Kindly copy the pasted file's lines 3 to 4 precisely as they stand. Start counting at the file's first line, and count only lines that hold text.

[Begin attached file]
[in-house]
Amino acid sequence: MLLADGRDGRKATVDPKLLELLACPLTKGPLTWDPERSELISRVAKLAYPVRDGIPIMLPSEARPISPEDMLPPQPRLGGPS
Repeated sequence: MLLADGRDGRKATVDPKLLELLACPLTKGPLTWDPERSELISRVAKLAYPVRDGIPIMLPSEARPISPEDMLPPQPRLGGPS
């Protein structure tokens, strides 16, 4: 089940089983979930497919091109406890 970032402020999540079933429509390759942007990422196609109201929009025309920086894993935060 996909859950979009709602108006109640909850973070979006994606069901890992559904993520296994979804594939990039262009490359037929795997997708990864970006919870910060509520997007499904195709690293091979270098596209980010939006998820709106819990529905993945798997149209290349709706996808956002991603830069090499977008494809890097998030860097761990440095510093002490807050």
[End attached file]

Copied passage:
Repeated sequence: MLLADGRDGRKATVDPKLLELLACPLTKGPLTWDPERSELISRVAKLAYPVRDGIPIMLPSEARPISPEDMLPPQPRLGGPS
């Protein structure tokens, strides 16, 4: 089940089983979930497919091109406890 970032402020999540079933429509390759942007990422196609109201929009025309920086894993935060 996909859950979009709602108006109640909850973070979006994606069901890992559904993520296994979804594939990039262009490359037929795997997708990864970006919870910060509520997007499904195709690293091979270098596209980010939006998820709106819990529905993945798997149209290349709706996808956002991603830069090499977008494809890097998030860097761990440095510093002490807050």